Mental health treatment facilities are often stereotyped as desolate, sterile, and harsh. The walls are white, the lighting is bright, and there are no paintings on the wall. However, as research is finding, the design of a space can have a measurable impact on your well-being and mental health—both in public facilities and at home, which has prompted several research studies into how design can impact mood. As a real estate investor, Patrick Bieleny, the Founder of PB & Co. Houses, has extensive experience building environments that make people feel at home. With an interest in the ‘architecture of happiness’, Patrick Bieleny outlines some of the current research on how design impacts your mental health, including what you can do to make your home more comforting—especially in lockdown.
As COVID-19 numbers surge in a second wave around the globe and people return to lockdown, the need for comfort, ease, and contentment at home has never been more important. As the World Health Organization reported, the COVID-19 pandemic has taken a toll on the mental health of millions across the Western Pacific Region and around the world, and this is likely to continue until things return to ‘normal’. Whether you’re spending time in a public health facility or just spending time at home, Patrick Bieleny explains that the design of a space has the potential to impact your mood.
Benefits of a Natural Environment
The impact of a natural environment on a person’s mental state is profound. In the study, Happiness and Feeling Connected: The Distinct Role of Nature Relatedness, researchers found that subjects with greater exposure to the natural world exhibit a higher number of happiness indicators. In addition, the presence of water can also have a significant impact on people’s mental health. Additionally, according to a study by the University of Exeter, our brains are also hardwired to have a positive reaction to seeing and hearing water.
Designing for general well-being in public spaces can have particular benefits in behavioural-health-care spaces. A number of studies support the intuitive wisdom that natural light and access to nature are beneficial to patients. Creating spaces with nature in mind brings the outdoors indoors. Slated to open in 2020 in Baltimore, the Shepard Pratt Health System’s new psychiatric hospital is organized around a central courtyard, allowing patients and staff to easily access a brightly lit space complete with vegetation. Current thinking about health wellness is slowly becoming more holistic, and Patrick Bieleny believes that we can use these same tactics and techniques in our own homes.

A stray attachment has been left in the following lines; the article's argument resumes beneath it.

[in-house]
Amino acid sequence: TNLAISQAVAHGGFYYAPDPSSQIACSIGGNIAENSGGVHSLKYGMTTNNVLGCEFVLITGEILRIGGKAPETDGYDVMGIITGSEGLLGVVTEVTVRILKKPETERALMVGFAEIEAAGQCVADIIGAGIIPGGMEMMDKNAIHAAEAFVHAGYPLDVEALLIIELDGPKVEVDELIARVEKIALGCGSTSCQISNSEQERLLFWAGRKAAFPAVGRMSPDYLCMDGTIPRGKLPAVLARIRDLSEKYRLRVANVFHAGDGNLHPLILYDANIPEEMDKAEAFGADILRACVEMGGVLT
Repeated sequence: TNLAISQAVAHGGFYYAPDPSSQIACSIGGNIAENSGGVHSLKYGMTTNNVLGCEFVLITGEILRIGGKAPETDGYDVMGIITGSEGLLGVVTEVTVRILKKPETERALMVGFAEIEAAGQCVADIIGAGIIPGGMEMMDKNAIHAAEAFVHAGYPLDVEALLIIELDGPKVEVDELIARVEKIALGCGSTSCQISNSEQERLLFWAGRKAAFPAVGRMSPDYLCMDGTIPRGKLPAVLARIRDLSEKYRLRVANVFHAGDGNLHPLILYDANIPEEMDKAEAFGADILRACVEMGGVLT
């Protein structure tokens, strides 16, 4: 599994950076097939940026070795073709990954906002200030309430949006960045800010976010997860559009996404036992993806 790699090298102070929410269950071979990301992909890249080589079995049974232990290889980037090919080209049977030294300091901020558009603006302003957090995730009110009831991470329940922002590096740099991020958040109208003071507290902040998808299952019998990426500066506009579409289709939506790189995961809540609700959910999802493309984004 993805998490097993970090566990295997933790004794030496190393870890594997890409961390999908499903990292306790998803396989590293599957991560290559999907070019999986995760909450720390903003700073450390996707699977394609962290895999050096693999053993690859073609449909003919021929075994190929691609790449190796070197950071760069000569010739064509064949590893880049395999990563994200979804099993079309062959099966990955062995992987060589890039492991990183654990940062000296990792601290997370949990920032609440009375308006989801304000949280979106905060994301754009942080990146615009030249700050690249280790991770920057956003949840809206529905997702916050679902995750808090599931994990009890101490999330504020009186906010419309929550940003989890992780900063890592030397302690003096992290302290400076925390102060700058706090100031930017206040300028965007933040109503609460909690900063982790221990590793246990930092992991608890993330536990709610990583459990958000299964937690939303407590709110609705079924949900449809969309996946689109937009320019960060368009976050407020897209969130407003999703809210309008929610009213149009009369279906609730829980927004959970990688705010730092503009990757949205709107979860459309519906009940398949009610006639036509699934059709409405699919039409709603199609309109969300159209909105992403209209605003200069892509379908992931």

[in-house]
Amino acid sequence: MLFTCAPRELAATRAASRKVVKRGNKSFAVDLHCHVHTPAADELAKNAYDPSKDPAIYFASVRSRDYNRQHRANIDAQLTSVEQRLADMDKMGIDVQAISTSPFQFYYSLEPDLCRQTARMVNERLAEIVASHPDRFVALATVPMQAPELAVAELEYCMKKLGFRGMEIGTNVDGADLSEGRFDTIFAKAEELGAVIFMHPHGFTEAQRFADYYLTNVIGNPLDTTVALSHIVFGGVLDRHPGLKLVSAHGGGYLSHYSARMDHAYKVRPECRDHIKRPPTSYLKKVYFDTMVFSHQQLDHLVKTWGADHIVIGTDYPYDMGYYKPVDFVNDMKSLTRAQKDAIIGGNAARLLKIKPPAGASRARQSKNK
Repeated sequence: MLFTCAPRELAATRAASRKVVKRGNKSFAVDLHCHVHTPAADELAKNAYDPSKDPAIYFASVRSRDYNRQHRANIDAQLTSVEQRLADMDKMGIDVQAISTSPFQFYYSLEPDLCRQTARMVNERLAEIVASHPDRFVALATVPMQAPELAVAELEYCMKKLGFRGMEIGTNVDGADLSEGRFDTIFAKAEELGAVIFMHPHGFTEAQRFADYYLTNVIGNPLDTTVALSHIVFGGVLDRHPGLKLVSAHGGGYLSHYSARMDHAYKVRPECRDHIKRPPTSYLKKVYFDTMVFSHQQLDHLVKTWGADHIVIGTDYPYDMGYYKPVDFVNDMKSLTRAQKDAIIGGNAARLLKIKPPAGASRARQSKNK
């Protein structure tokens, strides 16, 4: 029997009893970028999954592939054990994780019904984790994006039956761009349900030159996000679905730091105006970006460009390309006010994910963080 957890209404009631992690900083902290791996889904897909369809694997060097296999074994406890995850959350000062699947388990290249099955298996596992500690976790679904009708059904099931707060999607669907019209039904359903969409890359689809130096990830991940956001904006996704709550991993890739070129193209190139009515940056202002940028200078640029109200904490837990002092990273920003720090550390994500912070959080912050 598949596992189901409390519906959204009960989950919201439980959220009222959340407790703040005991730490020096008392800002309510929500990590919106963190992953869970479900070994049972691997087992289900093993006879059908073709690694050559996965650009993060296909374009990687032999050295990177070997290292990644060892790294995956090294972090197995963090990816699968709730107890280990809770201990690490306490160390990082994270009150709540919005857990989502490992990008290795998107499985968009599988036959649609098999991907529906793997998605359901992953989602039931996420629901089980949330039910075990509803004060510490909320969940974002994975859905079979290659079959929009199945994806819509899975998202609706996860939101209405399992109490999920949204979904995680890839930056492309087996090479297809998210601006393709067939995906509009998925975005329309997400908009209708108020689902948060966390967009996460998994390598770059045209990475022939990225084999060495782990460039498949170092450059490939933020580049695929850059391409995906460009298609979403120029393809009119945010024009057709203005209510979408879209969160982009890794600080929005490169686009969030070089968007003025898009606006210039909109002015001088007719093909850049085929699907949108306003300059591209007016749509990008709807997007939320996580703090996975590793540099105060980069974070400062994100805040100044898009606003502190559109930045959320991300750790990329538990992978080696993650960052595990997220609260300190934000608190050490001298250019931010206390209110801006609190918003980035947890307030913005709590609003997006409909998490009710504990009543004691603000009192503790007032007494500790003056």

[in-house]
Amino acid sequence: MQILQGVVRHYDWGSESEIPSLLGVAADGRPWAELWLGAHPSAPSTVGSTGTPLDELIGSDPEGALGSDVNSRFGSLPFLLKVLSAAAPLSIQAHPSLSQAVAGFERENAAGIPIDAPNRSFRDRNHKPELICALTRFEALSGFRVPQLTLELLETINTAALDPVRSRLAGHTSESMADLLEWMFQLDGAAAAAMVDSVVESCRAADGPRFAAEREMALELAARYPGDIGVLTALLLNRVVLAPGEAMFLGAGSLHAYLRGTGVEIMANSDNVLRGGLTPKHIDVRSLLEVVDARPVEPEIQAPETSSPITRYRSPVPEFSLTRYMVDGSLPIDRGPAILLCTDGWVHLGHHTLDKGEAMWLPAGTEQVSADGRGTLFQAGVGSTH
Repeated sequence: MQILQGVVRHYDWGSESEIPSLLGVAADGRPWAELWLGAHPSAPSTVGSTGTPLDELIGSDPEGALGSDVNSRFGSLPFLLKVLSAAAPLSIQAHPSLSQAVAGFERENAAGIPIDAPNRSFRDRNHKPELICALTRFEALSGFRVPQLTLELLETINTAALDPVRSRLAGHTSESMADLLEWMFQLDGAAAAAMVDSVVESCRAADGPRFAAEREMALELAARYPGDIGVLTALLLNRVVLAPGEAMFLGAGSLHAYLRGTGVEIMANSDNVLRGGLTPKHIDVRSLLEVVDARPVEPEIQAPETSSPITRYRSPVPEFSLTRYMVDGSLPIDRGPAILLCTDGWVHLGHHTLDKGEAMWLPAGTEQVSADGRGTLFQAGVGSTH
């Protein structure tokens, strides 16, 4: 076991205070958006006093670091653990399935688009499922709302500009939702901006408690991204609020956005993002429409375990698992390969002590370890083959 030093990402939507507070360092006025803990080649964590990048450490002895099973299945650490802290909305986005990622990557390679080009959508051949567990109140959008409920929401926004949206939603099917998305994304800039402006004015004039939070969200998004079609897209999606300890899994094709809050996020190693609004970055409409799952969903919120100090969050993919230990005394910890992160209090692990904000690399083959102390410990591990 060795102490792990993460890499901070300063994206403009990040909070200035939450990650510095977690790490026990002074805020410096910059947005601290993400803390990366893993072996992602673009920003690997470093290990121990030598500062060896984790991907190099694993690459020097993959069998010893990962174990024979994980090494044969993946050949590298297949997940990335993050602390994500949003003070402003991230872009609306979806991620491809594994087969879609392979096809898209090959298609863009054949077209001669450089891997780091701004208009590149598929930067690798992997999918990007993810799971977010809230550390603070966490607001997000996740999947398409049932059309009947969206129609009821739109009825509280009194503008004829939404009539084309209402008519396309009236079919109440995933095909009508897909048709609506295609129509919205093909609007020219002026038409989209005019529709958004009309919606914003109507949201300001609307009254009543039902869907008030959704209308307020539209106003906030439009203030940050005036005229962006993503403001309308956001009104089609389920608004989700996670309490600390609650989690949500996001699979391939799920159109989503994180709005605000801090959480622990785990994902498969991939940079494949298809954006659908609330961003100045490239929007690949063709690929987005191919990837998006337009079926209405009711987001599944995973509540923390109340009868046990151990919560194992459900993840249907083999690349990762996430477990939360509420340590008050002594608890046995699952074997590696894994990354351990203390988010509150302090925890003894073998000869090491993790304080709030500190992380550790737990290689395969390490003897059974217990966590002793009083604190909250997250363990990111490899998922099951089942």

As Alain de Botton, a British philosopher, and author, explained in The Architecture of Happiness, “One of the great but often unmentioned causes of both happiness and misery is the quality of our environment: the kinds of walls, chairs, buildings, and streets that surround us. And yet a concern for architecture and design is too often described as frivolous, even self-indulgent.” As a real estate investor, Patrick Bieleny explains that every home, building, or environment he walks into, leaves an impression. Whether it is warm, sterile, comforting, or uninviting, every space has the potential to impact your mood and emotion. Alain de Botton explains that many of us place items around our homes to remind us of people we love, things we love, places we have been, including our hopes and desires. If we consider our external environment in our homes as a mirror that reflects who we are, it becomes vital to thoughtfully consider this space and how we are using it.
Re-Designing Your Personal Space
While redesigning your home for holistic health is unattainable for most, there are some things you can do to promote healing and wellness right now. The first thing that Patrick Bieleny suggests is buying a few houseplants—it is a great way to bring the outdoors indoors. No matter what your space looks like, or how much light you get, there are plants that will be able to survive in even the harshest of environments. According to a study entitled Health and well-being benefits of plants, being around plants, whether at home or work, helps improve memory and attention span by 20 per cent. According to another study published in the Journal of Physiological Anthropology in 2015, caring for houseplants can reduce physiological and psychological stress as compared with mental work. As the study suggests, this may be because caring for plants suppresses the sympathetic nervous system activity.